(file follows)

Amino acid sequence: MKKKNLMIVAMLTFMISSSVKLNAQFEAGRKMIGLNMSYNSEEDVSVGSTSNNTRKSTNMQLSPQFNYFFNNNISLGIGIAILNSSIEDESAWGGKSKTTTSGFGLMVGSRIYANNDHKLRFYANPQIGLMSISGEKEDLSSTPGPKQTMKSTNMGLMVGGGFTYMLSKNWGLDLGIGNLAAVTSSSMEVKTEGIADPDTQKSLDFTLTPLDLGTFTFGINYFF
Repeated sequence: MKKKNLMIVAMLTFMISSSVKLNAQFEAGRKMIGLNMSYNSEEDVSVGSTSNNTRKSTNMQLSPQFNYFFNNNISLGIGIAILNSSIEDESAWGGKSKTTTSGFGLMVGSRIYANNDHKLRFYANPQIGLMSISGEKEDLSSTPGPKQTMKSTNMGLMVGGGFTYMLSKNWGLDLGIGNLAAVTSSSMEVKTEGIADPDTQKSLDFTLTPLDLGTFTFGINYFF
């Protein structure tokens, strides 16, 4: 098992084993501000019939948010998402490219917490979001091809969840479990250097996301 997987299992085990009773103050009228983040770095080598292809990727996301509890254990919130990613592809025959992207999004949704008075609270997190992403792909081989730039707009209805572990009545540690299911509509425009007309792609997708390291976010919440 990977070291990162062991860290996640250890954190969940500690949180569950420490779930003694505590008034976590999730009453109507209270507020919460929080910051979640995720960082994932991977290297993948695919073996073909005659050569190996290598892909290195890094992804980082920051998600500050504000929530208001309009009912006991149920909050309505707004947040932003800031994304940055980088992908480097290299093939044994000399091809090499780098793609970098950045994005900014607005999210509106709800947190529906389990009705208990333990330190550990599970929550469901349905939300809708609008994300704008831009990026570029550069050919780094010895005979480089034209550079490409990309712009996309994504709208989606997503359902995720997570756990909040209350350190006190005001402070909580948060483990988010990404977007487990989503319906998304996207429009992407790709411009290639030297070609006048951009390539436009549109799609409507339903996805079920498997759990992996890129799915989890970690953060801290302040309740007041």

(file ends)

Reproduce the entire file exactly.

Amino acid sequence: MKKKNLMIVAMLTFMISSSVKLNAQFEAGRKMIGLNMSYNSEEDVSVGSTSNNTRKSTNMQLSPQFNYFFNNNISLGIGIAILNSSIEDESAWGGKSKTTTSGFGLMVGSRIYANNDHKLRFYANPQIGLMSISGEKEDLSSTPGPKQTMKSTNMGLMVGGGFTYMLSKNWGLDLGIGNLAAVTSSSMEVKTEGIADPDTQKSLDFTLTPLDLGTFTFGINYFF
Repeated sequence: MKKKNLMIVAMLTFMISSSVKLNAQFEAGRKMIGLNMSYNSEEDVSVGSTSNNTRKSTNMQLSPQFNYFFNNNISLGIGIAILNSSIEDESAWGGKSKTTTSGFGLMVGSRIYANNDHKLRFYANPQIGLMSISGEKEDLSSTPGPKQTMKSTNMGLMVGGGFTYMLSKNWGLDLGIGNLAAVTSSSMEVKTEGIADPDTQKSLDFTLTPLDLGTFTFGINYFF
């Protein structure tokens, strides 16, 4: 098992084993501000019939948010998402490219917490979001091809969840479990250097996301 997987299992085990009773103050009228983040770095080598292809990727996301509890254990919130990613592809025959992207999004949704008075609270997190992403792909081989730039707009209805572990009545540690299911509509425009007309792609997708390291976010919440 990977070291990162062991860290996640250890954190969940500690949180569950420490779930003694505590008034976590999730009453109507209270507020919460929080910051979640995720960082994932991977290297993948695919073996073909005659050569190996290598892909290195890094992804980082920051998600500050504000929530208001309009009912006991149920909050309505707004947040932003800031994304940055980088992908480097290299093939044994000399091809090499780098793609970098950045994005900014607005999210509106709800947190529906389990009705208990333990330190550990599970929550469901349905939300809708609008994300704008831009990026570029550069050919780094010895005979480089034209550079490409990309712009996309994504709208989606997503359902995720997570756990909040209350350190006190005001402070909580948060483990988010990404977007487990989503319906998304996207429009992407790709411009290639030297070609006048951009390539436009549109799609409507339903996805079920498997759990992996890129799915989890970690953060801290302040309740007041």